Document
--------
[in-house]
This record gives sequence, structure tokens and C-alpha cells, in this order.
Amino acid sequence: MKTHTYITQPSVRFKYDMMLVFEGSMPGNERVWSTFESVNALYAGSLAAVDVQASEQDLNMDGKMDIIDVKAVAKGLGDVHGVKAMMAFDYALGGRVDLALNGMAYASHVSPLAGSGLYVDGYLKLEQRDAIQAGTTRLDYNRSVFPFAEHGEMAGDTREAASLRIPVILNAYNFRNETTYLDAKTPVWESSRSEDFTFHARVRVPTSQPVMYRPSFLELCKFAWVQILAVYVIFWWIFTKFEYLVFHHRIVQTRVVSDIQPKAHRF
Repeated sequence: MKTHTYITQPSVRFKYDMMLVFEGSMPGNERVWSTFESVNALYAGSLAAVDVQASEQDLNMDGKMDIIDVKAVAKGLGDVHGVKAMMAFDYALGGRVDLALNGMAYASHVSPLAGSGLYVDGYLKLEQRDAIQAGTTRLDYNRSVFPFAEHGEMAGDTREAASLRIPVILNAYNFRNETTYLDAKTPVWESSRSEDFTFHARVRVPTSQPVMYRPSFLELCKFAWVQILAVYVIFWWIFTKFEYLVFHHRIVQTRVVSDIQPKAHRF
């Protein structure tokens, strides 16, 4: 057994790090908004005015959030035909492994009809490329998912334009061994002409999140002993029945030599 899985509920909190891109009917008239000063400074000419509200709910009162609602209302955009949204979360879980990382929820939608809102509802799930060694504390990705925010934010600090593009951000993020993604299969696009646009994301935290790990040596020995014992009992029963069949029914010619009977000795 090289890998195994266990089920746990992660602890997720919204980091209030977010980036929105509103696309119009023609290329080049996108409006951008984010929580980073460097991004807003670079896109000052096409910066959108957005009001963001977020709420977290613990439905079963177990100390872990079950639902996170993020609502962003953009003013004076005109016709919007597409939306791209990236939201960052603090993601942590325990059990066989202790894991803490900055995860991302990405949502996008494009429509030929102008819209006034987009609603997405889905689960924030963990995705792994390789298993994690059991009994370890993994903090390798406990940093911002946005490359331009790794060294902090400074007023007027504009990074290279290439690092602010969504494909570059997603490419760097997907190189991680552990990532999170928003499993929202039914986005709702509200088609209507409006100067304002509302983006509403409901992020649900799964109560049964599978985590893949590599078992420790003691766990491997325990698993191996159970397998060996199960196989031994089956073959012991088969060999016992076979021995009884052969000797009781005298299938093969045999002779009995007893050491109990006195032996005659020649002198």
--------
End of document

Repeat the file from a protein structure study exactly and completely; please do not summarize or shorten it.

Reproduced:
[in-house]
This record gives sequence, structure tokens and C-alpha cells, in this order.
Amino acid sequence: MKTHTYITQPSVRFKYDMMLVFEGSMPGNERVWSTFESVNALYAGSLAAVDVQASEQDLNMDGKMDIIDVKAVAKGLGDVHGVKAMMAFDYALGGRVDLALNGMAYASHVSPLAGSGLYVDGYLKLEQRDAIQAGTTRLDYNRSVFPFAEHGEMAGDTREAASLRIPVILNAYNFRNETTYLDAKTPVWESSRSEDFTFHARVRVPTSQPVMYRPSFLELCKFAWVQILAVYVIFWWIFTKFEYLVFHHRIVQTRVVSDIQPKAHRF
Repeated sequence: MKTHTYITQPSVRFKYDMMLVFEGSMPGNERVWSTFESVNALYAGSLAAVDVQASEQDLNMDGKMDIIDVKAVAKGLGDVHGVKAMMAFDYALGGRVDLALNGMAYASHVSPLAGSGLYVDGYLKLEQRDAIQAGTTRLDYNRSVFPFAEHGEMAGDTREAASLRIPVILNAYNFRNETTYLDAKTPVWESSRSEDFTFHARVRVPTSQPVMYRPSFLELCKFAWVQILAVYVIFWWIFTKFEYLVFHHRIVQTRVVSDIQPKAHRF
């Protein structure tokens, strides 16, 4: 057994790090908004005015959030035909492994009809490329998912334009061994002409999140002993029945030599 899985509920909190891109009917008239000063400074000419509200709910009162609602209302955009949204979360879980990382929820939608809102509802799930060694504390990705925010934010600090593009951000993020993604299969696009646009994301935290790990040596020995014992009992029963069949029914010619009977000795 090289890998195994266990089920746990992660602890997720919204980091209030977010980036929105509103696309119009023609290329080049996108409006951008984010929580980073460097991004807003670079896109000052096409910066959108957005009001963001977020709420977290613990439905079963177990100390872990079950639902996170993020609502962003953009003013004076005109016709919007597409939306791209990236939201960052603090993601942590325990059990066989202790894991803490900055995860991302990405949502996008494009429509030929102008819209006034987009609603997405889905689960924030963990995705792994390789298993994690059991009994370890993994903090390798406990940093911002946005490359331009790794060294902090400074007023007027504009990074290279290439690092602010969504494909570059997603490419760097997907190189991680552990990532999170928003499993929202039914986005709702509200088609209507409006100067304002509302983006509403409901992020649900799964109560049964599978985590893949590599078992420790003691766990491997325990698993191996159970397998060996199960196989031994089956073959012991088969060999016992076979021995009884052969000797009781005298299938093969045999002779009995007893050491109990006195032996005659020649002198």